Guilty pleasure? More like superfood.
A new study published in the European Journal of Preventive Cardiology this week supports the argument that chocolate can be good for your heart.
Researchers conducted a combined analysis of studies from the past five decades that looked for links between eating chocolate and coronary artery disease, which included data from more than 336,000 participants who reported their chocolate consumption. And those who ate chocolate more than once a week were associated with an 8% lower risk of blocked arteries, compared with those who indulged in chocolate less than once a week.
“Our study suggests that chocolate helps keep the heart’s blood vessels healthy,” explained study author Dr. Chayakrit Krittanawong of Baylor College of Medicine in Houston in a statement. “Chocolate contains heart healthy nutrients such as flavonoids, methylxanthines, polyphenols and stearic acid which may reduce inflammation and increase good cholesterol (high-density lipoprotein or HDL cholesterol).”
His findings build on previous research that finds consuming cocoa reduces the risk of heart attack and stroke, and lowers the risk of death by cardiovascular disease. Scientists believe that the flavonoids found in chocolate (and red wine) do this by lowering blood pressure and improving vascular function, aka how effectively your blood delivers oxygen and nutrients throughout your body, as well as carrying away waste materials.
That’s good news for the many people who’ve been turning to sweet, sweet chocolate during the coronavirus outbreak. In fact, Americans spent $3.7 billion on chocolate in the 17-week period that ended June 27, which is up 6.3% from the same window last year, Nielsen reported. And while dark chocolate sales were up 13.6%, milk chocolate has proven to be the sweet most people are sinking their teeth into during the pandemic, with Americans dropping $2.9 billion on it.
Privately held Mars told CNN it’s seen online sales of chocolate candy like M&Ms “skyrocket.” Hershey HSY, +5.33% reported that sales of chocolate syrup, baking chips and cocoa were up 30% in March as quarantining families stocked up to spend time together baking. While sales have slipped as the pandemic has dragged on, the company is hopeful that more at-home consumption, as well as stores replenishing their inventories as more markets reopen, will soon boost sales again.
This new study on eating chocolate didn’t examine portion sizes, or whether subjects were savoring dark chocolate, milk chocolate or some other cocoa confection to feed their weekly chocolate habit.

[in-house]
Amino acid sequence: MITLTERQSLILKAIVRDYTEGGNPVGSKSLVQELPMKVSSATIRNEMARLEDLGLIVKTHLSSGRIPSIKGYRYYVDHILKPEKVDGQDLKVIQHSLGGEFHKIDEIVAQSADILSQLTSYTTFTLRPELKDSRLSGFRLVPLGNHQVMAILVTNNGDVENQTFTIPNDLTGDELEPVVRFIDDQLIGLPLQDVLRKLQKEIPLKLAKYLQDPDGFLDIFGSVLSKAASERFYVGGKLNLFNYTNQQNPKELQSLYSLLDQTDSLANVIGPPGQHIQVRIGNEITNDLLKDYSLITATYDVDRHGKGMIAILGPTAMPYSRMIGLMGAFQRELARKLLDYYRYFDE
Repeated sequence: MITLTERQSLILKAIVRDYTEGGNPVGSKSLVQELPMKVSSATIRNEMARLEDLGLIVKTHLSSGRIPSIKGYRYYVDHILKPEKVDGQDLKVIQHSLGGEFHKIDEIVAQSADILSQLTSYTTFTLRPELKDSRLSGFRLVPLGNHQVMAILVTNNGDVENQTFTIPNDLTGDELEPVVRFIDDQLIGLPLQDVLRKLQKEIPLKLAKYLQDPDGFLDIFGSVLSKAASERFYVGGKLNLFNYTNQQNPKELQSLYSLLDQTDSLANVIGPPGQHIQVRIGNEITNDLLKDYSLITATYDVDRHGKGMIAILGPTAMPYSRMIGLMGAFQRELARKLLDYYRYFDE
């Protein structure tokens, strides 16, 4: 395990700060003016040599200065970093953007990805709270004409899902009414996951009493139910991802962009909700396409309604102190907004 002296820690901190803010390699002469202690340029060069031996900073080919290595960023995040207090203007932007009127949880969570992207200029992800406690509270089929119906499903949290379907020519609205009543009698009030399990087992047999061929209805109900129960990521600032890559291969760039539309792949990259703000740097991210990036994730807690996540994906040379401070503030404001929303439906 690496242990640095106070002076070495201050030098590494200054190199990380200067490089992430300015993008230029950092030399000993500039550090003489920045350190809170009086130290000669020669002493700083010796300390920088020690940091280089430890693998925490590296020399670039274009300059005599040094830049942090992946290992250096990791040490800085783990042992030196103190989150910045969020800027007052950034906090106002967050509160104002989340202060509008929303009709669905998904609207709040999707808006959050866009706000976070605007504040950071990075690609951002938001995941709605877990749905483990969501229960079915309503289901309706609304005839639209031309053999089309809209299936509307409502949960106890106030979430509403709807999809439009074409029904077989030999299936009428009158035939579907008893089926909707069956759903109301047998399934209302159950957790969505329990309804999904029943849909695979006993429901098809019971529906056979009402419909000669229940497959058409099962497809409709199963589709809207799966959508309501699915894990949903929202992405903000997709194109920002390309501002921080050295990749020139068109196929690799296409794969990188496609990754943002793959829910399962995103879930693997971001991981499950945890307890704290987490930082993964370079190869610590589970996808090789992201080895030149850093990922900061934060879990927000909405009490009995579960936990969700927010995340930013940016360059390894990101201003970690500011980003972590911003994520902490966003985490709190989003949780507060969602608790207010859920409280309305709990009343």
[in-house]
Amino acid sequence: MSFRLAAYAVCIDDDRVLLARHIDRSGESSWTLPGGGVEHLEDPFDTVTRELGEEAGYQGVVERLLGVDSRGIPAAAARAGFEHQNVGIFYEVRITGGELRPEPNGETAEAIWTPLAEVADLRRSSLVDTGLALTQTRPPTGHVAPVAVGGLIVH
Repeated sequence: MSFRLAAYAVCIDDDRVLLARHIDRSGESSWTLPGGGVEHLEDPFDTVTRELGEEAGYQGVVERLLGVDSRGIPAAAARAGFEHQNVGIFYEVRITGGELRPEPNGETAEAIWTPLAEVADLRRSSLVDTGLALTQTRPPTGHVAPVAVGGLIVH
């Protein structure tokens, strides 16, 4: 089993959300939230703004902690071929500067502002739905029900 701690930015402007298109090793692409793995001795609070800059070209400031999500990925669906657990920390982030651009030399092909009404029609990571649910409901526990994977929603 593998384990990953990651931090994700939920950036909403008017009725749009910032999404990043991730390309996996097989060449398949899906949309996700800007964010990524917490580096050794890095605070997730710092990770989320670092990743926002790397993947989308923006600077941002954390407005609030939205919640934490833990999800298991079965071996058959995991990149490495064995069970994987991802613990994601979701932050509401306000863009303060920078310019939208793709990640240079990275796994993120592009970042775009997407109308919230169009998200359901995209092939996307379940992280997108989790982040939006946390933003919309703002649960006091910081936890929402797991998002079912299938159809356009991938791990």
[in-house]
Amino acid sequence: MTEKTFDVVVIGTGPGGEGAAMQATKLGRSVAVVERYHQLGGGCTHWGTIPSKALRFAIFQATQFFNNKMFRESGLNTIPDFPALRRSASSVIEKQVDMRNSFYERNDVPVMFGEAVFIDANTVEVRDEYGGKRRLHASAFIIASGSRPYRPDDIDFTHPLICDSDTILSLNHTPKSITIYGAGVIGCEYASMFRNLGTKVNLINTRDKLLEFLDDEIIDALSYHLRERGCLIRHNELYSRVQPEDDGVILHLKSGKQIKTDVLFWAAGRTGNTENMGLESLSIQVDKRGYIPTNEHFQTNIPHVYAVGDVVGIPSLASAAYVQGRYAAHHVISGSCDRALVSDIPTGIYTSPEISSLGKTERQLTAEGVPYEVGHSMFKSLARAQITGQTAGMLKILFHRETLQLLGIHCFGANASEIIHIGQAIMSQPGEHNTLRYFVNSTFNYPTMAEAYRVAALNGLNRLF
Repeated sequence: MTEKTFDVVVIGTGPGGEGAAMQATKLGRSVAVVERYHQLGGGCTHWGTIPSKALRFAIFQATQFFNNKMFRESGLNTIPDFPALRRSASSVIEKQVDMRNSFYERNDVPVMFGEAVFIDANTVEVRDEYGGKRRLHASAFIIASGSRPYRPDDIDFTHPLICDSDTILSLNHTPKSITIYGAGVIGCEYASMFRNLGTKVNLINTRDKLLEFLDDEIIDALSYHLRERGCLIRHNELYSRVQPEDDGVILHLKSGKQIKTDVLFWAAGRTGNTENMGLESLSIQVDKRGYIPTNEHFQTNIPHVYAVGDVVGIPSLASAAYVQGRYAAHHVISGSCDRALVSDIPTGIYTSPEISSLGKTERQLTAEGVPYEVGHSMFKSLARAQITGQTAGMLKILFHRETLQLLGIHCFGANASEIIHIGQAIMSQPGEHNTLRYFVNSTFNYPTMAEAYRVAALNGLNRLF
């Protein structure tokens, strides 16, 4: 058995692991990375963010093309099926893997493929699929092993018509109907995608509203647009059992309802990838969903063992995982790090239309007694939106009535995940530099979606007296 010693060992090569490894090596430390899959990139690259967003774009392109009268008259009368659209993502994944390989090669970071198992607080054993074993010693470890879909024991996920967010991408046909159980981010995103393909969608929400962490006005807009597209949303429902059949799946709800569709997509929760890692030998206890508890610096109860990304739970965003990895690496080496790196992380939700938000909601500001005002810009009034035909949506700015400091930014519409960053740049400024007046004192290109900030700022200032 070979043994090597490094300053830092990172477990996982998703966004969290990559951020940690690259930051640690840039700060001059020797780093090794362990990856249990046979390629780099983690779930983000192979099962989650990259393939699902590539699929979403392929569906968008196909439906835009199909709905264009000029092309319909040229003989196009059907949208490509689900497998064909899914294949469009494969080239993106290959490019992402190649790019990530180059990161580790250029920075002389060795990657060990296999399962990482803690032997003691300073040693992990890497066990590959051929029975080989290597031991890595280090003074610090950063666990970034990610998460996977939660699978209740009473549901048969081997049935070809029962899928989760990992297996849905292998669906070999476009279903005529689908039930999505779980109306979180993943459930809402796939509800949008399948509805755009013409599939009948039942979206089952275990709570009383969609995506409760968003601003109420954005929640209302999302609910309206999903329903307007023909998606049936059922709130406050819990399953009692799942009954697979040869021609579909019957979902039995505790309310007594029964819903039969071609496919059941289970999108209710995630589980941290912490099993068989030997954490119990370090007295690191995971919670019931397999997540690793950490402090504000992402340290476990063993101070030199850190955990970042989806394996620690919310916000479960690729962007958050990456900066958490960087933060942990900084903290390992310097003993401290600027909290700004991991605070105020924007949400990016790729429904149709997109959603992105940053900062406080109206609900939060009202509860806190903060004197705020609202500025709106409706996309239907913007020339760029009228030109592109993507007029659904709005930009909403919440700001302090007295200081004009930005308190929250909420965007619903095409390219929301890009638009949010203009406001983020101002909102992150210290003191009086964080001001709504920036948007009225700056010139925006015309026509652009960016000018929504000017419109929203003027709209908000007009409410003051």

Dr. Alice Lichtenstein, an American Heart Association volunteer and professor of nutrition science and policy at Tufts University, was more skeptical of the findings. She told MarketWatch that the new report didn’t take the lifestyle characteristics of the chocolate eaters consideration, for example.
“People who are more likely to admit regularly eating chocolate may more likely be a healthy body weight, regularly engage in physically active and/or be less stressed. Each factor could independently impact on cardiovascular,” she said.
So while several studies suggest that dark chocolate, in particular, can have numerous health benefits, it should be eaten in moderation. “And if the chocolate was not substituted for another food, weight gain would likely occur,” Lichtenstein added.
Consider swapping a treat out for a serving of dark chocolate, rather than adding chocolate into regular dietary splurges.
Among the research in chocolate’s favor:
As noted above, chocolate has been shown to lower blood pressure. Subjects with high blood pressure who ate dark chocolate or other flavanol-rich cocoa for two weeks in a 2010 study lowered their blood pressure more than the subjects who were taking a placebo.
Research teams at Harvard and in Denmark have also found evidence that chocolate can help prevent atrial fibrillation (aka AFib), an irregular heart rhythm that can raise a person’s risk of heart failure, stroke, dementia and even death. The study of more than 55,000 people over 13 years found that those who had two to six servings of chocolate per week had a 20% lower risk of AFib compared with those who ate chocolate less than once per month. (It should be noted that chocolate seemed to lose its halo effect if people ate more than six servings of chocolate per week, however, so this isn’t an excuse to binge.)
Consuming dark chocolate and red wine can also improve blood flow to the brain, and reduce your risk of Alzheimer’s or some other type of dementia, according to a multidecade research project out of Tufts and Boston universities. The recent report found that those with the highest intake of flavonoid foods (which also include tea, berries and apples) were the least likely to develop dementia. The theory is that the flavonoids (antioxidant compounds found in plant foods) protect neurons in the brain from toxins, and also help fight inflammation.
But keep in mind that most chocolaty treats are often chock-full of sugar, fat and other additives to make them even tastier, which can mitigate the positive health benefits with negative side effects such as weight gain or acne flare-ups in adults. A standard dark chocolate bar with 70% to 85% cacao packs about 600 calories and 24 grams of sugar, the American Heart Association notes. Milk chocolate has roughly the same number of calories, but twice the amount of sugar. Nutritionists generally recommend sticking to 1 ounce of dark chocolate per serving to maximize health benefits while balancing calories.